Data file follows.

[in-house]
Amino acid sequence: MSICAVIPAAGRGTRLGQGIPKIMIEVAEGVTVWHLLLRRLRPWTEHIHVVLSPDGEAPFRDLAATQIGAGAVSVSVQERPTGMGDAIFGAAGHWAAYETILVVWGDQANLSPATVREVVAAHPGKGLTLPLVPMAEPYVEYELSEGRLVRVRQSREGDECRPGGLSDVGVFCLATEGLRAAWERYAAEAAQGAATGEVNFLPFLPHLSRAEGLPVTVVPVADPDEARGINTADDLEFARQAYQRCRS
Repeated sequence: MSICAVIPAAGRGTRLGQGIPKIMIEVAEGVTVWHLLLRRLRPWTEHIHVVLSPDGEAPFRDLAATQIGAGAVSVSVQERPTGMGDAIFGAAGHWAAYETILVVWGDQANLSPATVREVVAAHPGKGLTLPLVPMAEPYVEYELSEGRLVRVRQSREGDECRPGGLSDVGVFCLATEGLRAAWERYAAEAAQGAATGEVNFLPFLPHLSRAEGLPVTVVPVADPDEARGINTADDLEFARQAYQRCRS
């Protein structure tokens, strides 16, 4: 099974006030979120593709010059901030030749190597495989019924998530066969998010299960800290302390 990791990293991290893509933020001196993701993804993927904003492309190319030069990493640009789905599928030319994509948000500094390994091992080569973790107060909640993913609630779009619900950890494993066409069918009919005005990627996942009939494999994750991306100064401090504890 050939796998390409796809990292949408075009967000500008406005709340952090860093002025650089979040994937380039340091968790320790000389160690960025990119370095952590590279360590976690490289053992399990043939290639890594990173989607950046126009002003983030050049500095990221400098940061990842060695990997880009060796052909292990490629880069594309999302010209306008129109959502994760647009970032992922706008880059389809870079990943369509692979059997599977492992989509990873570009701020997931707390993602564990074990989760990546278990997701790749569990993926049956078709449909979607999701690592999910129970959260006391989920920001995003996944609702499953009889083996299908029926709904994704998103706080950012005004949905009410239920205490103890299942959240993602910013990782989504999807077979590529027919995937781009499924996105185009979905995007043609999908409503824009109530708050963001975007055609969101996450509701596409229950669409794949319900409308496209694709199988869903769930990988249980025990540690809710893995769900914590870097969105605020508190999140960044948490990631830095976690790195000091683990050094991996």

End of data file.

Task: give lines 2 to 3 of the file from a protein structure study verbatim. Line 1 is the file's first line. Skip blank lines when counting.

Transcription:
Amino acid sequence: MSICAVIPAAGRGTRLGQGIPKIMIEVAEGVTVWHLLLRRLRPWTEHIHVVLSPDGEAPFRDLAATQIGAGAVSVSVQERPTGMGDAIFGAAGHWAAYETILVVWGDQANLSPATVREVVAAHPGKGLTLPLVPMAEPYVEYELSEGRLVRVRQSREGDECRPGGLSDVGVFCLATEGLRAAWERYAAEAAQGAATGEVNFLPFLPHLSRAEGLPVTVVPVADPDEARGINTADDLEFARQAYQRCRS
Repeated sequence: MSICAVIPAAGRGTRLGQGIPKIMIEVAEGVTVWHLLLRRLRPWTEHIHVVLSPDGEAPFRDLAATQIGAGAVSVSVQERPTGMGDAIFGAAGHWAAYETILVVWGDQANLSPATVREVVAAHPGKGLTLPLVPMAEPYVEYELSEGRLVRVRQSREGDECRPGGLSDVGVFCLATEGLRAAWERYAAEAAQGAATGEVNFLPFLPHLSRAEGLPVTVVPVADPDEARGINTADDLEFARQAYQRCRS